One of the more difficult project management concepts to understand and to put into practice is secondary risk. It’s often confused with residual risk. In simple terms, secondary risk that is caused by a risk response. Now, of course, risk can be positive (opportunity) or negative (threat). Here we’ll go to the dark side and focus on threat – most people consider risk and threat to be the same. You and I know that they are different, but to make the concept of residual risk clear, we’ll stay with threat.
So again, a secondary risk is a new threat that is caused by a response to the original threat.
We can all think of examples:
- An airbag (meant to prevent injuries) deployment causes injury to a driver or passengers.
- A poorly-packed parachute causes a sprained shoulder by deploying too quickly.
- A sprinkler system installed to prevent the threat of fire, causes damage to an expensive server farm on the floor below when the water leaks through the floor
- A tent erected for a party to prevent mosquito bites collapses and injures 2 guests.
- Hiring a subject matter expert (SME) for your project to reduce the risk of making a mistake results in that SME transferring intellectual property to a competitor.
- Here’s a timely one, based on the Colonial Gas pipeline hack: Stocking up on gas in plastic bags to mitigate the risk of a gas shortage results in (at a minimum) a smelly car when one of the bags leaks. At the end of the post, I encourage you to watch the video from a very, very, very angry firefighter who is rather, shall we say, emphatic, in his warnings about this particular secondary risk!
All of these examples speak to the idea of risk versus reward, but with a twist – it is really risk response versus punishment. This speaks to thinking carefully about the downsides of our risk treatments or responses. Could the cure be worse than the disease?
A recent story by the BBC on tree planting – traceable to an article from the research journal Global Change Biology - found that in some cases, planned tree planting does not increase carbon capture and can have negative effects. caught my attention, considering this idea of secondary risk. The BBC story starts with this bold statement:
Tree planting is a brilliant solution to tackle climate change and protect biodiversity, but the wrong tree in the wrong place can do more harm than good, say experts at the Royal Botanic Gardens, Kew.
From the abstract of the Global Change Biology Journal:
Urgent solutions to global climate change are needed. Ambitious tree‐planting initiatives, many already underway, aim to sequester enormous quantities of carbon to partly compensate for anthropogenic CO2 emissions, which are a major cause of rising global temperatures. However, tree planting that is poorly planned and executed could actually increase CO2 emissions and have long‐term, deleterious impacts on biodiversity, landscapes and livelihoods.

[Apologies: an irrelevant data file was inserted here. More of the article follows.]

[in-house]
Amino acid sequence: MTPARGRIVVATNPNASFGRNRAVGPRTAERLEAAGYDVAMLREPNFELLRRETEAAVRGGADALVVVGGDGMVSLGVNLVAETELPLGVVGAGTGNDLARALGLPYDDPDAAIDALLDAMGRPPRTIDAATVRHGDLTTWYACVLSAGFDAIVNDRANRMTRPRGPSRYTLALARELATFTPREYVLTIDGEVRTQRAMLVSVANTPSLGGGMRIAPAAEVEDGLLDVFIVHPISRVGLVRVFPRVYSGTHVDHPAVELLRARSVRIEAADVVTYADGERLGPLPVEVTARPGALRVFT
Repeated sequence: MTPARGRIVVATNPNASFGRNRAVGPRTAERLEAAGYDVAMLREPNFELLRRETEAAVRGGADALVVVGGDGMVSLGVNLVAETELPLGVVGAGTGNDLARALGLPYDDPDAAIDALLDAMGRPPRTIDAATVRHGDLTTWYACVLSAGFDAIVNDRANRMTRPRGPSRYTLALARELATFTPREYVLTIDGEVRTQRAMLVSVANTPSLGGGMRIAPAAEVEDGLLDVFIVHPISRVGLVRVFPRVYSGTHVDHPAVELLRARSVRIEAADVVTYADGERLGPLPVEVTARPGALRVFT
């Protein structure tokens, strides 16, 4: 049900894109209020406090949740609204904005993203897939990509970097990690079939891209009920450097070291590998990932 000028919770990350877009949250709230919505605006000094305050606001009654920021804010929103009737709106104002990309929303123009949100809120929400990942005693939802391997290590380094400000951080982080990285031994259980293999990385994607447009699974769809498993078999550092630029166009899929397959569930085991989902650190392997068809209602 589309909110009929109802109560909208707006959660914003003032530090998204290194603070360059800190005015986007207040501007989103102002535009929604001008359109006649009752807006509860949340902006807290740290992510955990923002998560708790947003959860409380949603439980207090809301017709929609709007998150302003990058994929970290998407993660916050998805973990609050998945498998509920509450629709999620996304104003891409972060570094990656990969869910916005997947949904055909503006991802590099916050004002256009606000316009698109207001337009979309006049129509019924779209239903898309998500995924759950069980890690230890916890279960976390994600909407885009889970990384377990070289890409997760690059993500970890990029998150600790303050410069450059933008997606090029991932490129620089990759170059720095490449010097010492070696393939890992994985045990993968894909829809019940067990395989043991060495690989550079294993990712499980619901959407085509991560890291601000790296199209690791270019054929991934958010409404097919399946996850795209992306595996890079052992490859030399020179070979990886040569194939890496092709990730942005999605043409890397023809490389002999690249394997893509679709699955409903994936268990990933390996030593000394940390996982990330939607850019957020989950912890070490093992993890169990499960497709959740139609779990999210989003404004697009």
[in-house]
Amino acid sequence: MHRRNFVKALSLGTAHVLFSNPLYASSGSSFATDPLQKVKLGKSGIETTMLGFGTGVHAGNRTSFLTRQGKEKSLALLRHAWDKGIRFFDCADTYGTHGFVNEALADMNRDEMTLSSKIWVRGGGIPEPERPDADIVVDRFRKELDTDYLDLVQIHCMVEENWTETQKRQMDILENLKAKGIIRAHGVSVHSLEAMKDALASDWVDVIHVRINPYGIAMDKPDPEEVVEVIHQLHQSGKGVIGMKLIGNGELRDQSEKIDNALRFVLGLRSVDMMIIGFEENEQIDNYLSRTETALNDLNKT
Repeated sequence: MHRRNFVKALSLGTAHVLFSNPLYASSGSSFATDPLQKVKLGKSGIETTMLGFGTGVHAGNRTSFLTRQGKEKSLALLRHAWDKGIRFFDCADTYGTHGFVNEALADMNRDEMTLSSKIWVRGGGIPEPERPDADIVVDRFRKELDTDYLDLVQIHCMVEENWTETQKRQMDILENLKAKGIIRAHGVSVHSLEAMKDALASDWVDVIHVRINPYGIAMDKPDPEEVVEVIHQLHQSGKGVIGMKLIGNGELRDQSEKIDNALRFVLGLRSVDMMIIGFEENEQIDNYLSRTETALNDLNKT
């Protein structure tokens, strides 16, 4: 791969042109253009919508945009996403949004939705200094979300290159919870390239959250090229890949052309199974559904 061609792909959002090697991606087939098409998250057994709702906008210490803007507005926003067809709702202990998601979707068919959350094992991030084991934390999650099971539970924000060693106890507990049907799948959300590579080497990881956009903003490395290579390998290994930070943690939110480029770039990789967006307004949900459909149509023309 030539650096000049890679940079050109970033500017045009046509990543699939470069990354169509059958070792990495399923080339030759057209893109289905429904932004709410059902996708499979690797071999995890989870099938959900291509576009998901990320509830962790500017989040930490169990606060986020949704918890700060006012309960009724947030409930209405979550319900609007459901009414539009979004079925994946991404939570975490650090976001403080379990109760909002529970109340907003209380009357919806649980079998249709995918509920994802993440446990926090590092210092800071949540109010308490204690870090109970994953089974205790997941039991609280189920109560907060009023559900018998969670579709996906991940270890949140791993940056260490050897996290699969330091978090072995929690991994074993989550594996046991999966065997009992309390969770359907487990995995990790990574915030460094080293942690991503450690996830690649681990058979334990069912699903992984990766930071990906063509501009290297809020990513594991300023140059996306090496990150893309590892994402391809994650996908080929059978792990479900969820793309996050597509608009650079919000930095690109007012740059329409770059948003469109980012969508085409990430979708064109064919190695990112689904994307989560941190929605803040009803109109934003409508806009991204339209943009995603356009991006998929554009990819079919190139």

So the overall risk response (to climate change) is planting forests. It seems that there are indeed downsides to this – and are those downsides worth it? Are there ways to avoid those downsides? After all, our goal is have a net benefit when we put the risk response into place. Sure, an airbag may – in rare instances – cause injury, but that does that mean we should throw them all away? NO. Airbags save many lives and prevent injuries. We have to figure the downside of a failed airbag and do what we can to assure that they don’t introduce new risk, but we don’t just stop using them due to an instance of secondary risk.
Let’s start with the threat that’s causing us to plant forests.
Every year we lose one Denmark worth of tropical forest. Is that bad? Well, what do forests provide?
Well, they are home to three-quarters of the world's plants and animals. They absorb CO2, and provide humans with food, fuels and medicines. So, yes, I think we’d all agree, losing a Denmark (or three Connecticuts) of forest each year is a threat we cannot tolerate. And planting forests does work, if it’s done properly. Here’s what NOT to do, according to the article: don’t replace natural forests teeming with plants, animals and fungi with commercial plantations with row upon row of timber trees, which will be harvested after a few decades. That actually causes more damage than leaving the forests alone.
Turns out that there are 10 “golden rules” for reforestation that, if followed, can prevent those secondary risks:
10 Golden Rules for Restoring Forests (set out in detail below)
1. Protect existing forests first
2. Put local people at the heart of tree-planting projects
3. Maximize biodiversity recovery to meet multiple goals
4. Select the right area for reforestation
5. Use natural forest regrowth wherever possible
6. Select the right tree species that can maximize biodiversity
7. Make sure the trees are resilient to adapt to a changing climate
8. Plan ahead
9. Learn by doing
10. Make it pay
These are explained in detail in the Journal article, which has been made ‘open source’, so feel free to view it here.
So what is the takeaway for project managers?
First of all, in your Risk Registers, have a place to record Secondary Risks. Think not just about the risk response you propose, but what new threats (or opportunity) that threat response may initiate. Next, think of the ways in which you can respond to THOSE threats – those secondary threats, introduced by your risk response.
Secondly, avoid ‘throwing the baby out with the bathwater’. Instead, secure that baby and just throw out the bathwater. In other words, look at the equivalent of the above 10 Golden Rules for your risk response. It takes more work and more thinking through to what happens if your risk response does get activated. But it’s worth it. After all, you don’t want to be the one of the people this guy is talking about, do you?